As I look at hobby robot builders web sites I've concluded that most build a nice piece of hardware that doesn't really accomplish anything real. I've seen some beautiful robots that are the delight of machinists. But there is no mention of any software driving them that makes them meaningful. As I looked at the robots from the 2012 SRR Challenge competition I wonder how many of them spent many hours on the hardware and let the software go until the last minute.
I know from experience in embedded systems development that the hardware is always late. Since there are limits to what can be accomplished in software when you don't have even the preliminary hardware that makes the software late. (And software gets the blame for the project being late!)
I am going to avoid this trap by focusing on the software first. Still, I need some hardware to make progress but that is for the next entry.
I've thinking about the actions the robot needs to accomplish. Some of these are trivial, some need a lot of detail chasing but are straightforward, others are challenging, and still others are possibly beyond my capabilities.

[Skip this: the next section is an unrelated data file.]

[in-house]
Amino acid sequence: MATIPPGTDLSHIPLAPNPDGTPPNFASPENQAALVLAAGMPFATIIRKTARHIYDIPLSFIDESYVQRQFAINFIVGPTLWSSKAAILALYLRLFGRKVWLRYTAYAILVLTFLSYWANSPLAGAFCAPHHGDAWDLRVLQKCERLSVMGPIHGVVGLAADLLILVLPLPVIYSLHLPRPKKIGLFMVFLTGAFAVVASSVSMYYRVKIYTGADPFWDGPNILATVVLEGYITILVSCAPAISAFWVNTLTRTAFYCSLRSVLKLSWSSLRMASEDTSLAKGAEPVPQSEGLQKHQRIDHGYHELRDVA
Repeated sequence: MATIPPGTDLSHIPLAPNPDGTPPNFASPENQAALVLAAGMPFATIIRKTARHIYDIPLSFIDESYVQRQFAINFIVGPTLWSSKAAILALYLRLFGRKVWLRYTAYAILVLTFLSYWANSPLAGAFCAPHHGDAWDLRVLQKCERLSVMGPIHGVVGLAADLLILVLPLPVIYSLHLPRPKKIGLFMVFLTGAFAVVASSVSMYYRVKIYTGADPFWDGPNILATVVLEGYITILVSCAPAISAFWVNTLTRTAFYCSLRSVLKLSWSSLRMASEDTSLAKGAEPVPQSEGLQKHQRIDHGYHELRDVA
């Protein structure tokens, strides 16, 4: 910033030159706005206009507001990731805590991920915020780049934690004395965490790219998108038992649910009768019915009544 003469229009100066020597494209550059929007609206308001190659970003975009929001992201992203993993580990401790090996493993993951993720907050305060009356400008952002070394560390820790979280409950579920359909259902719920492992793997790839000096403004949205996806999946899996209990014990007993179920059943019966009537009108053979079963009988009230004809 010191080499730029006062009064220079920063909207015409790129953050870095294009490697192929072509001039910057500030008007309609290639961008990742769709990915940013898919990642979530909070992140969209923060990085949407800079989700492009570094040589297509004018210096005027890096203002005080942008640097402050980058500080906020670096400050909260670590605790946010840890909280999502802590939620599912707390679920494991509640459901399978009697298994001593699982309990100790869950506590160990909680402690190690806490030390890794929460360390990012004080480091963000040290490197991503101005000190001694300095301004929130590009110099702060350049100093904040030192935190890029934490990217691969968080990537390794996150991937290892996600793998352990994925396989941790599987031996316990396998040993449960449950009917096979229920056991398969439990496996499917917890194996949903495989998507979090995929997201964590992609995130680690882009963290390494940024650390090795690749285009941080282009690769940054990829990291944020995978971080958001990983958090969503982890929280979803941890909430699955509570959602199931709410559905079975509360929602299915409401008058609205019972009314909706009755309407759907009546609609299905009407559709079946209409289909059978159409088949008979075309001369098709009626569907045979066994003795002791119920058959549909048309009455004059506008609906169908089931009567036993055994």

If there are any of the last group I probably cannot enter a credible entry into the challenge. I won't know until I try. A prime example of this is using the vision processing to identify samples at a distance. Another is maintaining the location of the robot in the search area so (1) all the area is searched and (2) the starting platform can be located so samples can be returned properly.
The trivial items are the basics of controlling the robot:
- Controlling the motors to drive where needed,
- Read sensors to determine orientation (gyroscope),
- Drive servos for positioning the picker or cameras,
- Drive to a potential sample that was located,
- Etc. (Which means I haven't identified these.)
Challenging items...well, I'm not sure yet. More analysis is needed to identify these.